Leadership Matters: Getting Employees on Board With Change

giant cruise ship sailing through blue sea
By Chris Dyer

4 minutes

Overcoming these four challenges can help avoid organizational seasickness.

So, you’ve got a new initiative you can’t wait to roll out. You’re fired up, but many of your employees are not. To them, anything that rocks the boat could cause seasickness.

How can you make change feel like a trip on a fancy cruise ship instead, one that they’ll jump aboard with anticipation and willingly help steer where it needs to go? To clear the reefs of resistance, tackle these biggest reasons that people fight change.

1. Fixed Mindset: Theirs or Yours?

Some people are more comfortable with change than others, and those who are comfy tend to see those who aren’t as problems. Suppose you find out Jim is against using a new app to track business expenses. You might peg him as slow, old-fashioned or anti-tech. Maybe he is. Or maybe he’s just be overwhelmed with learning new interfaces, having just got up to speed on his new phone and computer.

To circumvent bias on either side of the equation, initiate open conversations about the new app using positivity and good listening skills. First, don’t assume Jim has a negative view; ask, and listen to his answer with an open mind. If he digs in his heels, ask some myth-busting “what-if” questions: What’s the worst that could happen? What can you do with the time the app will save? Help him find the tools to accept the change.

2. Personal Timetables: Different Time Zones

We’re not all on the same schedule when it comes to dealing with change. For instance, maybe you’re moving toward new policies based on your organizational values and asking folks to internalize those concepts. That probably won’t happen overnight for everyone. While a new hire might jump at the chance to memorize and understand core values, a longtime employee might feel offended at having to suddenly accommodate them.

Let people’s sense of teamwork work for you here. Encouragement from peers may be better received than decrees from management. Identify the quick studies on your team and ask them to help others. Maybe one customer service representative can show another how to incorporate a 100% satisfaction value into every transaction. Then, allow time for a gradual shift.

3. Doubt: Can I do this?

Confidence plays a big role in accepting change, and skill levels and learning styles vary. Those who doubt their ability to grasp new requirements may naturally resist the change. Will I be able to learn that new software? Can I concentrate in a new open-office floorplan? Denying or ignoring these doubts will only make it tougher for individuals who aren’t certain of their abilities to handle the change.

Return to positivity mode in a roundtable discussion and provide some advance training or preparation. Those what-if questions can help dispel doubt when people see that the possible consequences are not all that dire. Often, just saying them out loud reveals that success may only involve a little extra time and effort. No big deal. So, set them up for success instead of a challenge: Give employees who learn software more slowly some extra one-on-one training or solo practice sessions. Provide noise-cancelling headphones to folks in the new cubicles you’re building.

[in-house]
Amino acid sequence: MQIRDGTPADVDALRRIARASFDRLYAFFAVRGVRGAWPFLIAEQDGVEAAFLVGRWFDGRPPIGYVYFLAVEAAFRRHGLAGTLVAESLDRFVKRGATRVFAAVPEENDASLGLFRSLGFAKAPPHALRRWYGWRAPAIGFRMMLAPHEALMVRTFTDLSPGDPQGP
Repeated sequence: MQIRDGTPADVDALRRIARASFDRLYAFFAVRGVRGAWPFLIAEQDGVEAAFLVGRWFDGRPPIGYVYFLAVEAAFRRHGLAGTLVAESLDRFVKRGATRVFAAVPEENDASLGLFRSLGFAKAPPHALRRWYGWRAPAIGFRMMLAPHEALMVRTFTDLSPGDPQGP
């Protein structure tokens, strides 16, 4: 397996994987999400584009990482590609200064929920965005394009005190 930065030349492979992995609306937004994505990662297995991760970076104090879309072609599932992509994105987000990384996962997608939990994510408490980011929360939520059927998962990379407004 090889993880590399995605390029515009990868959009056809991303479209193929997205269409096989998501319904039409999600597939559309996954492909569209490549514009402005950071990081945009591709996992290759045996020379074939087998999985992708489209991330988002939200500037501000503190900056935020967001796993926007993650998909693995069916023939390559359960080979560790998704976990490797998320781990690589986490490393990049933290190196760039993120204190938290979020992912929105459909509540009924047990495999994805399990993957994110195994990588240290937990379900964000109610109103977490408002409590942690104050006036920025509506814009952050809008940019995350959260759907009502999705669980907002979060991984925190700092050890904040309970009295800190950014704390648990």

4. Fear: What if ...?

When you’re dealing with major change, employees may naturally fear for their livelihoods. If they can’t learn a new program, can’t focus amid more distractions, or just don’t want to have to deal with core values, they wonder if they will lose their jobs.

The best antidote to fear of the unknown is sunlight, so make transparency your priority. Before your onboarding meeting, brainstorm what people might worry about. It’s best to bring up those fears openly, rather than sweeping them under the rug. Show how you’ll address any concerns: Announce a relaxed training schedule. Reserve an alcove off the break room as a quiet room. Consider how the company’s values dovetail with most people’s desire to do a good job.

Give your team as much information as possible about the new initiative, and remind them how integral they will be to its success. Use what-if scenarios to prepare them for hiccups or new directions. Tout the benefits of that cruise ship. See the world! Meet new people! Enjoy a more efficient computer network! Most importantly, stay positive as you steer your organization toward whatever new goal you have in mind. One positive experience with change will lead to more.

Chris Dyer is a recognized performance expert, speaker, and consultant. He has channeled what he has learned in his business research and as founder and CEO of PeopleG2, a leading background check company, into his best-selling book, The Power of Company Culture.

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